Friday, July 16, 2010


The peach tree here is on a slow suicide mission. The poor thing is so laden with peaches that her branches are just snapping off. This also happened the last time she had loads of fruit but  most years she only puts on a handful of peaches and they get eaten by bugs. This year however is different and while the poor tree gets uglier and uglier each day from breakage the fruit on it is astounding.
The other day  two  small branches completely snapped off  so I decided to harvest the fruit from them because I could not let the small but beautiful and tasty things go to waste. I pulled about 8 gallons of peaches off and left the other branches hanging on the ground in hopes that they could finish ripening on the tree. After this evenings rain though I am fairly sure that I know what I will be doing tomorrow. If I had to  make a guess, I would say there is probably another 25-30 gallons on the tree yet.
Today  I canned up about a third of the peaches from the other day and got 7 quarts of sweet Georgia  peaches. I saved the peals so  after I get done with  the actual peaches I can make jelly or "honey"from them. The peaches, while tiny, will sure be nice to have  this winter. Fruit is something that we really could use more of in our daily diet and something we never ever have enough of, so having an abundance  of it is splendtabulous.  Of course after I am through with the harvest this year I might tell you something completely different .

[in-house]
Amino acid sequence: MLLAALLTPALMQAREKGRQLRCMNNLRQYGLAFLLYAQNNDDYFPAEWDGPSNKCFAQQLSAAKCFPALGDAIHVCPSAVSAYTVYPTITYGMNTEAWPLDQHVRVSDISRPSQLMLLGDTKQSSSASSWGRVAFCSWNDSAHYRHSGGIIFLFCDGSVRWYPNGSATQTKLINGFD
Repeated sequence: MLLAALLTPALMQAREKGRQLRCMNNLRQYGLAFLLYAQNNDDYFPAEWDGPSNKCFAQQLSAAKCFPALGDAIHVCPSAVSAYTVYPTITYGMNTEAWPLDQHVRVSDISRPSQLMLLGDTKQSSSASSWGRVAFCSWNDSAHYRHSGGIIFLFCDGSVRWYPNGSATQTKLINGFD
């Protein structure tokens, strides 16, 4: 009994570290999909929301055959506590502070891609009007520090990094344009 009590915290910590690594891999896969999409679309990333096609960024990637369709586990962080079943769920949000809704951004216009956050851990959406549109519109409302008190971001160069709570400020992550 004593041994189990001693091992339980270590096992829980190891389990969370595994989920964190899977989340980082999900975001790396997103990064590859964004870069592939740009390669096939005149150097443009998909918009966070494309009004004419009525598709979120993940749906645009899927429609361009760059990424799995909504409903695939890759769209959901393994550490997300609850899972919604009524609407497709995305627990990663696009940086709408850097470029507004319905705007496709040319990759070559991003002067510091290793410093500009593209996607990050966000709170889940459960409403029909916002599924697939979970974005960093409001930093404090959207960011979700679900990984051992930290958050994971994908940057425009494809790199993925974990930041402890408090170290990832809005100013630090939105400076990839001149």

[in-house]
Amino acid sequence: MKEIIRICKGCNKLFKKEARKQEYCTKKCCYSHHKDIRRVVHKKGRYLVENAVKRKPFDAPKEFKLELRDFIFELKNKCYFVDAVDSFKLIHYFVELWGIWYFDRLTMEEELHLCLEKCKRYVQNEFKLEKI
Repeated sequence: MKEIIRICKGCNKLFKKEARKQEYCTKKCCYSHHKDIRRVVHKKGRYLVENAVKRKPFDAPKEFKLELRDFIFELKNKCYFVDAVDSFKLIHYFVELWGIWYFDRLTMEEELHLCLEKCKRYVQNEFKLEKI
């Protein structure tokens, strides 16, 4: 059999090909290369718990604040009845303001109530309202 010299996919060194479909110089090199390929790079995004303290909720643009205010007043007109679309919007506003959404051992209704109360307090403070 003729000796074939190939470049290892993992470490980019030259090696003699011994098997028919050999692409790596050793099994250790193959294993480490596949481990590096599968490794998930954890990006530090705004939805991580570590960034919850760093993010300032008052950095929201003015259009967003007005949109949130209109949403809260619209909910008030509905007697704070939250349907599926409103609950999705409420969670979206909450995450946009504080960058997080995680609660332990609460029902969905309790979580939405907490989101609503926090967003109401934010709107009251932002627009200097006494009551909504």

And... since the manthing has been singing this song for approximately three days now, I give you  PEACHES!


  1. Since I was last writing my blog, I've planted a peach tree, plum and 2 apples. They're still young now, but looking forward to a stage when we can can, too.

    - Ranger Man

  2. With a tree so laden with fruit you can forestall broken branches by either propping the branches with a 2x4 softened with a piece of terry cloth or thining the fruit.
    Thinning the fruit is the best method. It might seem wasteful, but allowing branch breakage leaves wounds that could become infected with a fungus or insects.
    I am jealous of your good fortune. All my fruit trees subccomed to fireblight virus.